Yikes! The Thai military has purchased at least 500, and as many as 2,000, of these widgets at better than $30,000 each. Do the math. According to the brochure, they detect just about any bad stuff you can name...bombs, drugs, ivory, currency, whatever. "Poppy, cocoa, and marijuana planting areas." Detecting chocolate is nice, but what about coca, from which cocaine is derived? No mention. Hmmmmm. Distance is not an issue..."any thickness of wall can be penetrated, whether concrete, metal, brick or lead." No batteries too!
Similar devices have been used in Iraq, apparently. I'm guessing locales like Iraq and Thailand are good targets for the woo-meisters. Thailand is a world leader in woo, but dowsing has no tradition here; the device looks and feels like any other high-tech mystery box from the West, and few are aware of dowsing's very questionable history.
It was disappointing to see Thai media-darling/forensic scientist Khunying Pornthip defending the device. She gets trotted out every time there's a high-profile murder here in Thailand. Ask a Thai to play word association with her name, and the result is inevitable: "big hair."
I had assumed she was perfectly competent in her craft, but after her assessment of the glorified dowsing rod (well, it's not 100% accurate, it needs to be operated by someone in good physical condition, blah, blah, blah), I now have doubts. Having used the divining rod in the past as a means of detecting bomb residues on corpses, it seems she is now forced to defend its viability or risk humiliation and the wrath of victims' relatives. The military pu-yais ("big people") who ordered the device are in a similar predicament. If they actually recognize the error of their ways, one shouldn't expect a public retraction, but a quiet discontinuation of usage of the "GT-200."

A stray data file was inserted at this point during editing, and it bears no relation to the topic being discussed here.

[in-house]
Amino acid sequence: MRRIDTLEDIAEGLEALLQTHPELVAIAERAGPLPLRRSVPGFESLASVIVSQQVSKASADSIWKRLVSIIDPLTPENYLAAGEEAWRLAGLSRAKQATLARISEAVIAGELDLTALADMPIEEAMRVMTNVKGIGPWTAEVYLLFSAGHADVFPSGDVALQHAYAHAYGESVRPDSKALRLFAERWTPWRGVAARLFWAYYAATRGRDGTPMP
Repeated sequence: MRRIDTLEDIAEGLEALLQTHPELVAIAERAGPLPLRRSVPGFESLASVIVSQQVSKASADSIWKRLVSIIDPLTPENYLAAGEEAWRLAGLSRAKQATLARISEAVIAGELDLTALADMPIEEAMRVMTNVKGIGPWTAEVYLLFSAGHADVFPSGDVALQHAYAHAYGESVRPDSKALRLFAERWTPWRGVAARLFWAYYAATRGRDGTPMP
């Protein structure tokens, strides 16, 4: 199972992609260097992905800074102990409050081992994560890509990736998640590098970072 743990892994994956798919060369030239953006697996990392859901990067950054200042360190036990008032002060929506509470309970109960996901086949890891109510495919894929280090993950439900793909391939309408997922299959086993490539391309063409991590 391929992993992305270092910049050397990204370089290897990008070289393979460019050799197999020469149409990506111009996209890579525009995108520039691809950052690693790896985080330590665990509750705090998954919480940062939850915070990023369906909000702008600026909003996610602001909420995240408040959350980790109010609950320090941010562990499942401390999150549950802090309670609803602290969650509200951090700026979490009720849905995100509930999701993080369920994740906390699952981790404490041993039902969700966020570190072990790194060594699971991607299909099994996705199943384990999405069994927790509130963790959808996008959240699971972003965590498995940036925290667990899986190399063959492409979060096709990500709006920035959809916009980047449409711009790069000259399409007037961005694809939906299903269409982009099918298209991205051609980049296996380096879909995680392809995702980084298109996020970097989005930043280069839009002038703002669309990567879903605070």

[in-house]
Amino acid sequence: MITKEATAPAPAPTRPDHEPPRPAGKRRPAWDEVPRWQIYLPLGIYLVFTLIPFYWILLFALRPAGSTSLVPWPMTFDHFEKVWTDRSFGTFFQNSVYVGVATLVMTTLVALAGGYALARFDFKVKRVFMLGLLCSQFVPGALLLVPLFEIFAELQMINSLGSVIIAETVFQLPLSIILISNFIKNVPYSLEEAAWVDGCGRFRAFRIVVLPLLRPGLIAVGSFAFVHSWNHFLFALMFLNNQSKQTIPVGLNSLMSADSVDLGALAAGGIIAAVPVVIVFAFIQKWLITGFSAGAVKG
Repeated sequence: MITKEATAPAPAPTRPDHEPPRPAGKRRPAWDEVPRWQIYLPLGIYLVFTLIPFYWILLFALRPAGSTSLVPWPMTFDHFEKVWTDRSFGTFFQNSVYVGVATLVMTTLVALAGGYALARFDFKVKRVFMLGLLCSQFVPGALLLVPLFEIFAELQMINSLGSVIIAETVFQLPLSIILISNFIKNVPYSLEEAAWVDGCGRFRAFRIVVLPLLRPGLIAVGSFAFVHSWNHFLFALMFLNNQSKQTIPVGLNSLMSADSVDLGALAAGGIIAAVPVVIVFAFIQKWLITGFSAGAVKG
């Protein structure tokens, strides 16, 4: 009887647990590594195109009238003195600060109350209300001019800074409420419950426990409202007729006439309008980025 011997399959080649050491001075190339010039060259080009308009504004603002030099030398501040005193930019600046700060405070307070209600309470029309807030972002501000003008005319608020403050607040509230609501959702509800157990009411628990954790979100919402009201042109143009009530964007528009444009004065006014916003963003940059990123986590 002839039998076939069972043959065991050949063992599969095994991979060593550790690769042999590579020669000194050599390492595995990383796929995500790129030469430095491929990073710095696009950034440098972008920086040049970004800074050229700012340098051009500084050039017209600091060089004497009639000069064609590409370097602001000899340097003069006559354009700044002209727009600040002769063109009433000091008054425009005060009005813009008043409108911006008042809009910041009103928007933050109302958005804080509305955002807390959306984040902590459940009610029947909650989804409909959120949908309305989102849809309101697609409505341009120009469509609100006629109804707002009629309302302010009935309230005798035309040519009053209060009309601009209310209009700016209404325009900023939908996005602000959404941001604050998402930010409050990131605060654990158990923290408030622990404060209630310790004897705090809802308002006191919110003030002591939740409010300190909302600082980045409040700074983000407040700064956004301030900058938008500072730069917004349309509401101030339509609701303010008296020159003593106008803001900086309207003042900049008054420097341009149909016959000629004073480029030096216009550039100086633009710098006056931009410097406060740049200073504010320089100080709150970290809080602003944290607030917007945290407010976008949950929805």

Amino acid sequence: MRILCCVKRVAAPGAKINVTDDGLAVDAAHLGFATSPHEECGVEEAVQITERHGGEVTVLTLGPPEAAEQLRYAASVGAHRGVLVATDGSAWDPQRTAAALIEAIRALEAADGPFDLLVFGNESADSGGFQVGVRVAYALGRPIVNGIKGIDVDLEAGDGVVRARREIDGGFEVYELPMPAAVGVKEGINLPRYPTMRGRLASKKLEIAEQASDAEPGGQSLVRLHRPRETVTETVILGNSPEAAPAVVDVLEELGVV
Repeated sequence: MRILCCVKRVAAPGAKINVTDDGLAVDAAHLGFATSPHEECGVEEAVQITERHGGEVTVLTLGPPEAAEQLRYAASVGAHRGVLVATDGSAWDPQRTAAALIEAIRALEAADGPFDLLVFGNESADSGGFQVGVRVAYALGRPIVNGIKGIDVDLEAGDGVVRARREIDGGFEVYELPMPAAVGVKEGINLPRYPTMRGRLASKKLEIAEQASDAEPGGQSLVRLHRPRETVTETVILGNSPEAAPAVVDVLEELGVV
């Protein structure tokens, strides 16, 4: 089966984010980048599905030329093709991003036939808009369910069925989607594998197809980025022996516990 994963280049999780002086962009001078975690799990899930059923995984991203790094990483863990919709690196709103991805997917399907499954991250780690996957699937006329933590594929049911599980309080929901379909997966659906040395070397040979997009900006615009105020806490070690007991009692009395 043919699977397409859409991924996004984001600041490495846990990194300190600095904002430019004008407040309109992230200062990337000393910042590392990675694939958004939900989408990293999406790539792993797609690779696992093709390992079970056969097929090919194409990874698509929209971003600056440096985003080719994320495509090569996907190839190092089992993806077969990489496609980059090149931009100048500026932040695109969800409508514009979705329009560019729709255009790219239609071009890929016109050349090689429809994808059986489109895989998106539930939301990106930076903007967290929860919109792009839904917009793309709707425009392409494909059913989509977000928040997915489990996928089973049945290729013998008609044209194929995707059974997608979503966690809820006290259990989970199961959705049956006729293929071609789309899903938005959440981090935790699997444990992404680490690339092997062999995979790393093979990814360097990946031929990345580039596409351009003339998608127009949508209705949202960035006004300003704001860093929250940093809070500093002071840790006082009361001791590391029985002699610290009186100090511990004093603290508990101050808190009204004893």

At least in the case of the military, corruption is a reasonable assumption. Let's be generous to the generals, however, and give them the benefit of the doubt. How then, could numerous public figures claim that they've used and validated the device to their own satisfaction? Well, Buddhists (better than 90% of the Thai populace) are familiar with the power of the mind, but sometimes forget that its greatest power may be in its capacity for self-deceit. Witness a gaggle of dowsers exuding supreme confidence in their talents in a double-blinded test, performing no better than chance, and offering up the usual rationalizations (sun spots!) for their failures. It's a five part series, and highly entertaining:
Finally, here's a wonderful BBC expose of a near-identical widget. The company owner doesn't even deny that the ADE651 is, essentially, a dowsing rod.
In all seriousness, it's likely that lives are being lost over this dressed-up medieval artifact.